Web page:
Air Force head coach Troy Calhoun isn’t a fan of the College Football Playoff. Calhoun went as far as describing college football’s new postseason as “un-American.”
When college football decided to adapt its system to a four-team playoff, it was clear that programs from “Group of Five” conference would be non-factors in the final decisions. Only those teams in the ACC, Big 10 Conference, Big 12 Conference (OK, maybe not), Pac-12 Conference, SEC as well as Notre Dame would be seriously considered for the two semifinal games.
Programs outside of the powers conferences aren’t happy with the glass ceiling that is now in place. Calhoun clumsily illustrated his point when he discussed the matter Friday.
“There’s no doubt that it’s all set up for five conferences, as it is,” Calhoun told the Colorado Springs Gazette. “You’ve got to be in one of those five conferences.
“It’s un-American, bottom line. We live in a country where upward mobility is possible, where games should be played out on the field.”
While Calhoun has a point about the smaller conferences being excluded, his argument lacks substance at this particular juncture. Air Force finished the season 9-3. Only one team outside of the Power Five conferences finished with at least an 12-1 record. And Marshall’s schedule this season was laughable compared to those teams in the bigger conferences.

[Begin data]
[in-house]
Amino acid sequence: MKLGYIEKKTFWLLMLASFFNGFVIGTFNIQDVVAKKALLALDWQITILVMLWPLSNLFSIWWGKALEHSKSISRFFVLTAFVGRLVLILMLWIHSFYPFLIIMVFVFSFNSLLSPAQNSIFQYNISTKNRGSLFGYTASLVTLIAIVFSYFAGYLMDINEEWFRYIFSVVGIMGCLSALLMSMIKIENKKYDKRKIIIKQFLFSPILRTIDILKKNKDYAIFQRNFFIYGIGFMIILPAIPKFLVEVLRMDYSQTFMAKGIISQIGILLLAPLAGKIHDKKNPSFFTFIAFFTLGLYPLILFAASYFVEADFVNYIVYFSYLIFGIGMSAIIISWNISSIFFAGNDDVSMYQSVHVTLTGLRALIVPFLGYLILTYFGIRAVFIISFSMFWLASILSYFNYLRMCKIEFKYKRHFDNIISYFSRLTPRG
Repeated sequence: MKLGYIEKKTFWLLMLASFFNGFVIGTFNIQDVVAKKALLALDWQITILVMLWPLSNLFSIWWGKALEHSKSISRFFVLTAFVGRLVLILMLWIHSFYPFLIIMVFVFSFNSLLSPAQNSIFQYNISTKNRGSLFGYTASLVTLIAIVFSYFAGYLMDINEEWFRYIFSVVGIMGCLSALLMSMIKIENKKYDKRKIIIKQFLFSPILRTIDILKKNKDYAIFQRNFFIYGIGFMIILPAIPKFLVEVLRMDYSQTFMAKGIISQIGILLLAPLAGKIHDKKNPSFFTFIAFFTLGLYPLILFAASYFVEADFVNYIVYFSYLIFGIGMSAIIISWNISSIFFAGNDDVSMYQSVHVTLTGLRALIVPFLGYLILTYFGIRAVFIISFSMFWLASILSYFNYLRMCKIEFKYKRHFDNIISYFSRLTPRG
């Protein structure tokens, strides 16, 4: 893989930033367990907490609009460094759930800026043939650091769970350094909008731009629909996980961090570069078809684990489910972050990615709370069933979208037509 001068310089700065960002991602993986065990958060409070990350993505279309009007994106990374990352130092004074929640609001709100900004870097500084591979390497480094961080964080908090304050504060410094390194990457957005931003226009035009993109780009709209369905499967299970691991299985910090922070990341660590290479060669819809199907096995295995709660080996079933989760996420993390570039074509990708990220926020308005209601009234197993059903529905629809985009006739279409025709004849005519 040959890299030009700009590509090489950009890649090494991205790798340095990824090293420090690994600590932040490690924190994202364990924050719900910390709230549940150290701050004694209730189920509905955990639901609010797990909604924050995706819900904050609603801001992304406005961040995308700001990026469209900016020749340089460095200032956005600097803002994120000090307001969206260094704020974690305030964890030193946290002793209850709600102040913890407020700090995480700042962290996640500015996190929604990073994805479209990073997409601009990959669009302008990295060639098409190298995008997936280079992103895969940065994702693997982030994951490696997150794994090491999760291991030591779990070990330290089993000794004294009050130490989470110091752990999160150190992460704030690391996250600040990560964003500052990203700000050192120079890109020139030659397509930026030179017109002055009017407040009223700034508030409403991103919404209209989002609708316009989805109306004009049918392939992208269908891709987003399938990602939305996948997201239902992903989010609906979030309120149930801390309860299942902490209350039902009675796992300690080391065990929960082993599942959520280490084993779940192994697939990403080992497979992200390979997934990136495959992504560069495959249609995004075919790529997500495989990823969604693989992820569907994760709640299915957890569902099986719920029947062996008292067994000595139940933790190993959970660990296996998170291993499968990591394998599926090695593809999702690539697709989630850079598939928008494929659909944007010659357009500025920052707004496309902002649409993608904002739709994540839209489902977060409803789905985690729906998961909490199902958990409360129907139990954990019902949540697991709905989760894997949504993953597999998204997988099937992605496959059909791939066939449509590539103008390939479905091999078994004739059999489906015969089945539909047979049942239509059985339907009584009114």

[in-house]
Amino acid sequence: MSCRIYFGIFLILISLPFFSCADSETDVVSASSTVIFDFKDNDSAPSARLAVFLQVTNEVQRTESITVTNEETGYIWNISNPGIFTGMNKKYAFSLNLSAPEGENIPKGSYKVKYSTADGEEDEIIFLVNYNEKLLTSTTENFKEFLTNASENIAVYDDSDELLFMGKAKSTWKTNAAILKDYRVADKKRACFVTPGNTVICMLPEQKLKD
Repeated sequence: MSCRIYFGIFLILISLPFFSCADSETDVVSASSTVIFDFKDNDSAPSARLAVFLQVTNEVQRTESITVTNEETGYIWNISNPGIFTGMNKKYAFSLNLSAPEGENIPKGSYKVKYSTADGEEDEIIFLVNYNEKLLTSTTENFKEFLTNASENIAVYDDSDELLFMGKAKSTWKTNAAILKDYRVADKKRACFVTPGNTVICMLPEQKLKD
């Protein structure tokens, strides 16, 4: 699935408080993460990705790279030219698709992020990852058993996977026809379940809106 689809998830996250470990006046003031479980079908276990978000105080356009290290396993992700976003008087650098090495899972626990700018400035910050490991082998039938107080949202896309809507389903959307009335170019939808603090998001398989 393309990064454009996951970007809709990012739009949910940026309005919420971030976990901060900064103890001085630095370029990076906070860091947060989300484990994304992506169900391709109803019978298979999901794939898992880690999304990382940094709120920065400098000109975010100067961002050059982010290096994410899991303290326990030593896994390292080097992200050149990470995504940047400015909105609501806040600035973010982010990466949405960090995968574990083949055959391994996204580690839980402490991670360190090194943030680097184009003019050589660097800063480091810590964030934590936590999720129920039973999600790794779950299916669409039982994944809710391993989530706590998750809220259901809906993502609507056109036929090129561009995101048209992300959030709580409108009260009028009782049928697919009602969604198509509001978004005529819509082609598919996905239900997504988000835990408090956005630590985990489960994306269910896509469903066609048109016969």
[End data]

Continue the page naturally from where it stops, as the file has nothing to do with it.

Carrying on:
The No. 20 Boise State Broncos eventually claimed the lone berth into an access bowl (Fiesta Bowl) granted to the best team in the Group of Five. But none of those teams were ever in serious consideration for one of the top four spots.
However, this is yet another opportunity for advocates of an eight-team playoff to push for change even before the first year of the new system is complete.
House representative Joe Barton (Texas) railed against the system during a recent interview on the “Capital Games” podcast, via ABCnews.com.
“The system as they have it now is going to fail every year,” Barton said. “You can’t squeeze all that sausage into the sack. There’s going to be a few teams left out. So they need to go to at least eight teams, and it wouldn’t be the end of the world if they went to 12 — with first-round byes — or to 16.”
Of course, Barton is primarily representing his constituency by denouncing a system that left TCU and Baylor out of the equation. These types of gripes will continue every year, though, because the playoff is currently set up to leave multiple deserving teams out in the cold.